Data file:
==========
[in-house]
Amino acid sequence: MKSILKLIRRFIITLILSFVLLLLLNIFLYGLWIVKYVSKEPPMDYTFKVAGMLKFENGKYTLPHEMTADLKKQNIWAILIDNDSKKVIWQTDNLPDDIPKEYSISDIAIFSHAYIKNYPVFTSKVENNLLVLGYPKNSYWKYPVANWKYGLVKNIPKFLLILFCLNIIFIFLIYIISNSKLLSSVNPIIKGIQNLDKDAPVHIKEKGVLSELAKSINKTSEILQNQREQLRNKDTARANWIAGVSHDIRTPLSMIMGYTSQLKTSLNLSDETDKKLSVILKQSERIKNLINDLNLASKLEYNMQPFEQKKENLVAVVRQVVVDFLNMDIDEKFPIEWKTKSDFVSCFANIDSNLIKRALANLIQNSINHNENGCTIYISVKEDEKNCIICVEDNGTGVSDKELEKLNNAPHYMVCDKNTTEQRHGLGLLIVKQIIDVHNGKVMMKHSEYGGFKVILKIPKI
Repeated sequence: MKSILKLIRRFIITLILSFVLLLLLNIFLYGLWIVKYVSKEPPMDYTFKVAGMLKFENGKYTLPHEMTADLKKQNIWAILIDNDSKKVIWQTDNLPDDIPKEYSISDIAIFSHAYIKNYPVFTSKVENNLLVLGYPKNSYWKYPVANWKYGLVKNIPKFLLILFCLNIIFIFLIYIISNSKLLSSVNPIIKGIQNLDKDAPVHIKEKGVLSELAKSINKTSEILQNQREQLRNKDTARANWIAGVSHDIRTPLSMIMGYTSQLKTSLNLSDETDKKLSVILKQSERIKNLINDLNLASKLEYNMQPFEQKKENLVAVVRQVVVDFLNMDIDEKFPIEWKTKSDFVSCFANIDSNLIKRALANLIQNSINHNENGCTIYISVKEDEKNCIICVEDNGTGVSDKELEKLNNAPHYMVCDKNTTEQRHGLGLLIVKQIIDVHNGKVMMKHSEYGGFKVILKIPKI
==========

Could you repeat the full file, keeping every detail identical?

[in-house]
Amino acid sequence: MKSILKLIRRFIITLILSFVLLLLLNIFLYGLWIVKYVSKEPPMDYTFKVAGMLKFENGKYTLPHEMTADLKKQNIWAILIDNDSKKVIWQTDNLPDDIPKEYSISDIAIFSHAYIKNYPVFTSKVENNLLVLGYPKNSYWKYPVANWKYGLVKNIPKFLLILFCLNIIFIFLIYIISNSKLLSSVNPIIKGIQNLDKDAPVHIKEKGVLSELAKSINKTSEILQNQREQLRNKDTARANWIAGVSHDIRTPLSMIMGYTSQLKTSLNLSDETDKKLSVILKQSERIKNLINDLNLASKLEYNMQPFEQKKENLVAVVRQVVVDFLNMDIDEKFPIEWKTKSDFVSCFANIDSNLIKRALANLIQNSINHNENGCTIYISVKEDEKNCIICVEDNGTGVSDKELEKLNNAPHYMVCDKNTTEQRHGLGLLIVKQIIDVHNGKVMMKHSEYGGFKVILKIPKI
Repeated sequence: MKSILKLIRRFIITLILSFVLLLLLNIFLYGLWIVKYVSKEPPMDYTFKVAGMLKFENGKYTLPHEMTADLKKQNIWAILIDNDSKKVIWQTDNLPDDIPKEYSISDIAIFSHAYIKNYPVFTSKVENNLLVLGYPKNSYWKYPVANWKYGLVKNIPKFLLILFCLNIIFIFLIYIISNSKLLSSVNPIIKGIQNLDKDAPVHIKEKGVLSELAKSINKTSEILQNQREQLRNKDTARANWIAGVSHDIRTPLSMIMGYTSQLKTSLNLSDETDKKLSVILKQSERIKNLINDLNLASKLEYNMQPFEQKKENLVAVVRQVVVDFLNMDIDEKFPIEWKTKSDFVSCFANIDSNLIKRALANLIQNSINHNENGCTIYISVKEDEKNCIICVEDNGTGVSDKELEKLNNAPHYMVCDKNTTEQRHGLGLLIVKQIIDVHNGKVMMKHSEYGGFKVILKIPKI